Patrick Marnham

Liberating Marianne

In Fighters in the Shadows, Robert Gildea dares to suggest that the struggle in France against the German Occupation — so central to French identity — was too disparate even to be called ‘the French Resistance’

In Marianne in Chains, his last book on Occupied France, Robert Gildea offered an original view of life in that country between 1940 and 1944, arguing that outside the cities it had not always been as bad, nor had the Vichy regime always been as reactionary, as was subsequently claimed. Confining his research to three departments in the Loire valley, Gildea also suggested that for most people most of the time the Resistance was a dangerous irrelevance, to be avoided wherever possible. These conclusions were presented at a conference in Tours where they caused a minor uproar among French specialists.

Gildea, professor of modern history at Oxford University, now turns to a much bigger subject. Fighters in the Shadows covers the whole of the wartime period and the whole of France and concludes with an analysis of the role that post-war myths have played in the history of the Occupation.

The history of the French Resistance is usually concerned with a movement inside France that was disorganised and isolated, composed of numerous mutually hostile groups struggling against the occupying forces. They were united in nothing except a determination to carry on the fight and defeat the German invaders. The main currents within this movement were the FTP — a communist network intent on starting a national insurrection — three centrist movements — Combat, the largest non-communist organisation; Libération; and Franc-Tireur — and on the right the ORA, formed by army officers who were sympathetic to Marshal Pétain, the Vichy head of state.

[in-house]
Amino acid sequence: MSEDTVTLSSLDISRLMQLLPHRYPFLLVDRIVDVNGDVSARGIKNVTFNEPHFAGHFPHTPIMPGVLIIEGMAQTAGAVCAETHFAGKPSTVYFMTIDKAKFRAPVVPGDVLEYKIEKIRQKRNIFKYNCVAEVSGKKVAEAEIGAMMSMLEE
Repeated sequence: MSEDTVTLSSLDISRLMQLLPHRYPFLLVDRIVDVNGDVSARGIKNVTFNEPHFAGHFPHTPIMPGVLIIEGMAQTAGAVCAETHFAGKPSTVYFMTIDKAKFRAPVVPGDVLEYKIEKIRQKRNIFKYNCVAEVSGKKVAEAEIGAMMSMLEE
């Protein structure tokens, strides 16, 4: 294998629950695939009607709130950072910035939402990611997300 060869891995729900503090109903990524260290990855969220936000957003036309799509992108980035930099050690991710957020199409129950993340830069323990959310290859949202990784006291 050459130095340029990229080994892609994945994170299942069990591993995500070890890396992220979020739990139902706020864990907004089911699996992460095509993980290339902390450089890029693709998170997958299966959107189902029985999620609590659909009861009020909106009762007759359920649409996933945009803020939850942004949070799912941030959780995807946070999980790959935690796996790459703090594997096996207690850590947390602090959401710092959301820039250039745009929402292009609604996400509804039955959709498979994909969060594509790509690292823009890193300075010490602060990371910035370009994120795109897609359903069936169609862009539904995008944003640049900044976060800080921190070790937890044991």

The ORA resisters accepted the armistice of 1940 but were reactivated by the German invasion of the unoccupied zone in November 1942. For the purposes of liberating France, all these groups eventually agreed to unite in support of the Allied landings. They accepted the leadership of General de Gaulle — who had succeeded in imposing a degree of authority on the ‘resistance of the interior’ through the action of his personal delegate, a retired departmental prefect called Jean Moulin.

In place of this familiar picture Gildea proposes a different model.

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